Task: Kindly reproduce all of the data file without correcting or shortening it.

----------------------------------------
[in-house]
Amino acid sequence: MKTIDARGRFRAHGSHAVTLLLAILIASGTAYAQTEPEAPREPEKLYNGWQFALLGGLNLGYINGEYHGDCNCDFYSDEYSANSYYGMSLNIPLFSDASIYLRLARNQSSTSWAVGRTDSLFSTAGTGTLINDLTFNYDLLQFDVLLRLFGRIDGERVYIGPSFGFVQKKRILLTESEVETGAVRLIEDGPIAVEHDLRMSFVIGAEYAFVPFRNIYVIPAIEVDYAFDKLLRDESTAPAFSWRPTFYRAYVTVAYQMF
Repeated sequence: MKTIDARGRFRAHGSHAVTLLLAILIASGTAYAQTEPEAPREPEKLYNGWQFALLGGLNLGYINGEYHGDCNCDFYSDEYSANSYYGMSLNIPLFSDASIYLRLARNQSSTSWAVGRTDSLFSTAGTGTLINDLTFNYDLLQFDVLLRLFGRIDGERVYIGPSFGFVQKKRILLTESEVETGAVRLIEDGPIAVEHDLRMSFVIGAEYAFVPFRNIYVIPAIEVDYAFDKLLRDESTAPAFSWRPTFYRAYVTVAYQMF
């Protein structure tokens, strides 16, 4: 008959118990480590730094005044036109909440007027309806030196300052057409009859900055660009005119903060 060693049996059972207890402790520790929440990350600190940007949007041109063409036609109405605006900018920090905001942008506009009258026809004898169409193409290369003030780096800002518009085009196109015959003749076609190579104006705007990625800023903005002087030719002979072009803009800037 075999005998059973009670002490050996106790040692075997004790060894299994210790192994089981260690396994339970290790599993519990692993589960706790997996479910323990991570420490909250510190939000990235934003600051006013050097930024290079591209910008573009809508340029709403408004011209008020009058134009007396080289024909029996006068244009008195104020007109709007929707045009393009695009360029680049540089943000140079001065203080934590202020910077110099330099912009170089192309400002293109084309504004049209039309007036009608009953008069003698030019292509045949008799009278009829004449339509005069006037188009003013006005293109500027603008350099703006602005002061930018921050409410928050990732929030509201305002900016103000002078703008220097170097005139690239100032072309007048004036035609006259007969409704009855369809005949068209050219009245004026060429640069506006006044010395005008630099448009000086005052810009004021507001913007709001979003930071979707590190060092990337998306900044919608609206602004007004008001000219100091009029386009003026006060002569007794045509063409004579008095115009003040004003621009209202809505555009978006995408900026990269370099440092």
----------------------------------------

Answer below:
[in-house]
Amino acid sequence: MKTIDARGRFRAHGSHAVTLLLAILIASGTAYAQTEPEAPREPEKLYNGWQFALLGGLNLGYINGEYHGDCNCDFYSDEYSANSYYGMSLNIPLFSDASIYLRLARNQSSTSWAVGRTDSLFSTAGTGTLINDLTFNYDLLQFDVLLRLFGRIDGERVYIGPSFGFVQKKRILLTESEVETGAVRLIEDGPIAVEHDLRMSFVIGAEYAFVPFRNIYVIPAIEVDYAFDKLLRDESTAPAFSWRPTFYRAYVTVAYQMF
Repeated sequence: MKTIDARGRFRAHGSHAVTLLLAILIASGTAYAQTEPEAPREPEKLYNGWQFALLGGLNLGYINGEYHGDCNCDFYSDEYSANSYYGMSLNIPLFSDASIYLRLARNQSSTSWAVGRTDSLFSTAGTGTLINDLTFNYDLLQFDVLLRLFGRIDGERVYIGPSFGFVQKKRILLTESEVETGAVRLIEDGPIAVEHDLRMSFVIGAEYAFVPFRNIYVIPAIEVDYAFDKLLRDESTAPAFSWRPTFYRAYVTVAYQMF
């Protein structure tokens, strides 16, 4: 008959118990480590730094005044036109909440007027309806030196300052057409009859900055660009005119903060 060693049996059972207890402790520790929440990350600190940007949007041109063409036609109405605006900018920090905001942008506009009258026809004898169409193409290369003030780096800002518009085009196109015959003749076609190579104006705007990625800023903005002087030719002979072009803009800037 075999005998059973009670002490050996106790040692075997004790060894299994210790192994089981260690396994339970290790599993519990692993589960706790997996479910323990991570420490909250510190939000990235934003600051006013050097930024290079591209910008573009809508340029709403408004011209008020009058134009007396080289024909029996006068244009008195104020007109709007929707045009393009695009360029680049540089943000140079001065203080934590202020910077110099330099912009170089192309400002293109084309504004049209039309007036009608009953008069003698030019292509045949008799009278009829004449339509005069006037188009003013006005293109500027603008350099703006602005002061930018921050409410928050990732929030509201305002900016103000002078703008220097170097005139690239100032072309007048004036035609006259007969409704009855369809005949068209050219009245004026060429640069506006006044010395005008630099448009000086005052810009004021507001913007709001979003930071979707590190060092990337998306900044919608609206602004007004008001000219100091009029386009003026006060002569007794045509063409004579008095115009003040004003621009209202809505555009978006995408900026990269370099440092």